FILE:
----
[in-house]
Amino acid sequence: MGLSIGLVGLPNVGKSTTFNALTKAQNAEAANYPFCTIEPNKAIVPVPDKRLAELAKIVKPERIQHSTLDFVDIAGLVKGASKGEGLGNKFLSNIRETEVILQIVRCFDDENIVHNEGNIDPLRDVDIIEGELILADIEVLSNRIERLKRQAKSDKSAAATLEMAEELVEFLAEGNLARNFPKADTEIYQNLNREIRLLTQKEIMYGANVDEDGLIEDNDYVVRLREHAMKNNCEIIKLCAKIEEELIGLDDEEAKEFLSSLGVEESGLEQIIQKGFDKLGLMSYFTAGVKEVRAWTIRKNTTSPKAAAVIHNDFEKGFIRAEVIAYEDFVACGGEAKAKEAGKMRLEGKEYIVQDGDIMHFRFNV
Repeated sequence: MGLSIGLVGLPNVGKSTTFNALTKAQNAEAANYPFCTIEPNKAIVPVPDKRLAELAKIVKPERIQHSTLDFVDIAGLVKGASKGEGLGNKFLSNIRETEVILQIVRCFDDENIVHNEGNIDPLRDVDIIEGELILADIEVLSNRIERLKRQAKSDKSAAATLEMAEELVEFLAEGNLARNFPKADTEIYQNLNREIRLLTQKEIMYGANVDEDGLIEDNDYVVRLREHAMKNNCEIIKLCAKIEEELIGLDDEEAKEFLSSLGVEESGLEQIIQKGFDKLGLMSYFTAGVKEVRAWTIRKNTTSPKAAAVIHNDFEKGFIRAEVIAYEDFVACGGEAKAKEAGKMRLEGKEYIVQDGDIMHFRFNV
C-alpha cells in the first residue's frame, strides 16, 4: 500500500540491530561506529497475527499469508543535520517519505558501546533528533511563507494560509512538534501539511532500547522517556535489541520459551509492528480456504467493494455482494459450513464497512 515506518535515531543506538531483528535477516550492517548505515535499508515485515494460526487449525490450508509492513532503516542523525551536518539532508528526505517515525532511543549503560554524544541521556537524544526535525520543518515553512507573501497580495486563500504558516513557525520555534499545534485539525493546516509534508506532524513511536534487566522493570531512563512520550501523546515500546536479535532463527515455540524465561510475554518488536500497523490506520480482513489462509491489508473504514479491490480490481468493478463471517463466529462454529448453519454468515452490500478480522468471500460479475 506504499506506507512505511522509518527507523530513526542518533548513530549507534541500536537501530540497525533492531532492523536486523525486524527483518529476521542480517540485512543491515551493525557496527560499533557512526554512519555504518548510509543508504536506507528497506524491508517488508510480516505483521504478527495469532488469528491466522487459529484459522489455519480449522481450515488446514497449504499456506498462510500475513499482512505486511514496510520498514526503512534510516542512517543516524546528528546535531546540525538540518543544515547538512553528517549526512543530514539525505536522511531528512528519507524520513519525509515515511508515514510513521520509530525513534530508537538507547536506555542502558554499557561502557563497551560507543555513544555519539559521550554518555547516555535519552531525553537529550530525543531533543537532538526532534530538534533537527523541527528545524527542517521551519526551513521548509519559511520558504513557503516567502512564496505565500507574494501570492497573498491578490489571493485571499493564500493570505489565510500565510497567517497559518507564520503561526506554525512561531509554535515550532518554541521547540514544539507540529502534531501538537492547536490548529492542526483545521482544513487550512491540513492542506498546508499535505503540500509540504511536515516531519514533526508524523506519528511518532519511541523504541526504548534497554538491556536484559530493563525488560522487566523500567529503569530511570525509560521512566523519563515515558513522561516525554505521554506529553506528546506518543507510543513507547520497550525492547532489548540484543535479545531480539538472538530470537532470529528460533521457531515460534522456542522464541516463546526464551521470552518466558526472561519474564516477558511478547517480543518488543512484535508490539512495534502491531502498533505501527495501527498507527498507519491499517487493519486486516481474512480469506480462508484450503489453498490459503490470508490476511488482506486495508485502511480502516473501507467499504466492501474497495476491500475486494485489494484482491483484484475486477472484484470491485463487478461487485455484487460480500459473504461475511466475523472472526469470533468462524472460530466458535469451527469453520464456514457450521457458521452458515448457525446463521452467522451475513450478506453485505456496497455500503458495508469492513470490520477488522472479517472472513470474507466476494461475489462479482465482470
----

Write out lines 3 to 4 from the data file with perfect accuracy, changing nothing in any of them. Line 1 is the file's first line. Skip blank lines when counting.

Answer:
Repeated sequence: MGLSIGLVGLPNVGKSTTFNALTKAQNAEAANYPFCTIEPNKAIVPVPDKRLAELAKIVKPERIQHSTLDFVDIAGLVKGASKGEGLGNKFLSNIRETEVILQIVRCFDDENIVHNEGNIDPLRDVDIIEGELILADIEVLSNRIERLKRQAKSDKSAAATLEMAEELVEFLAEGNLARNFPKADTEIYQNLNREIRLLTQKEIMYGANVDEDGLIEDNDYVVRLREHAMKNNCEIIKLCAKIEEELIGLDDEEAKEFLSSLGVEESGLEQIIQKGFDKLGLMSYFTAGVKEVRAWTIRKNTTSPKAAAVIHNDFEKGFIRAEVIAYEDFVACGGEAKAKEAGKMRLEGKEYIVQDGDIMHFRFNV
C-alpha cells in the first residue's frame, strides 16, 4: 500500500540491530561506529497475527499469508543535520517519505558501546533528533511563507494560509512538534501539511532500547522517556535489541520459551509492528480456504467493494455482494459450513464497512 515506518535515531543506538531483528535477516550492517548505515535499508515485515494460526487449525490450508509492513532503516542523525551536518539532508528526505517515525532511543549503560554524544541521556537524544526535525520543518515553512507573501497580495486563500504558516513557525520555534499545534485539525493546516509534508506532524513511536534487566522493570531512563512520550501523546515500546536479535532463527515455540524465561510475554518488536500497523490506520480482513489462509491489508473504514479491490480490481468493478463471517463466529462454529448453519454468515452490500478480522468471500460479475 506504499506506507512505511522509518527507523530513526542518533548513530549507534541500536537501530540497525533492531532492523536486523525486524527483518529476521542480517540485512543491515551493525557496527560499533557512526554512519555504518548510509543508504536506507528497506524491508517488508510480516505483521504478527495469532488469528491466522487459529484459522489455519480449522481450515488446514497449504499456506498462510500475513499482512505486511514496510520498514526503512534510516542512517543516524546528528546535531546540525538540518543544515547538512553528517549526512543530514539525505536522511531528512528519507524520513519525509515515511508515514510513521520509530525513534530508537538507547536506555542502558554499557561502557563497551560507543555513544555519539559521550554518555547516555535519552531525553537529550530525543531533543537532538526532534530538534533537527523541527528545524527542517521551519526551513521548509519559511520558504513557503516567502512564496505565500507574494501570492497573498491578490489571493485571499493564500493570505489565510500565510497567517497559518507564520503561526506554525512561531509554535515550532518554541521547540514544539507540529502534531501538537492547536490548529492542526483545521482544513487550512491540513492542506498546508499535505503540500509540504511536515516531519514533526508524523506519528511518532519511541523504541526504548534497554538491556536484559530493563525488560522487566523500567529503569530511570525509560521512566523519563515515558513522561516525554505521554506529553506528546506518543507510543513507547520497550525492547532489548540484543535479545531480539538472538530470537532470529528460533521457531515460534522456542522464541516463546526464551521470552518466558526472561519474564516477558511478547517480543518488543512484535508490539512495534502491531502498533505501527495501527498507527498507519491499517487493519486486516481474512480469506480462508484450503489453498490459503490470508490476511488482506486495508485502511480502516473501507467499504466492501474497495476491500475486494485489494484482491483484484475486477472484484470491485463487478461487485455484487460480500459473504461475511466475523472472526469470533468462524472460530466458535469451527469453520464456514457450521457458521452458515448457525446463521452467522451475513450478506453485505456496497455500503458495508469492513470490520477488522472479517472472513470474507466476494461475489462479482465482470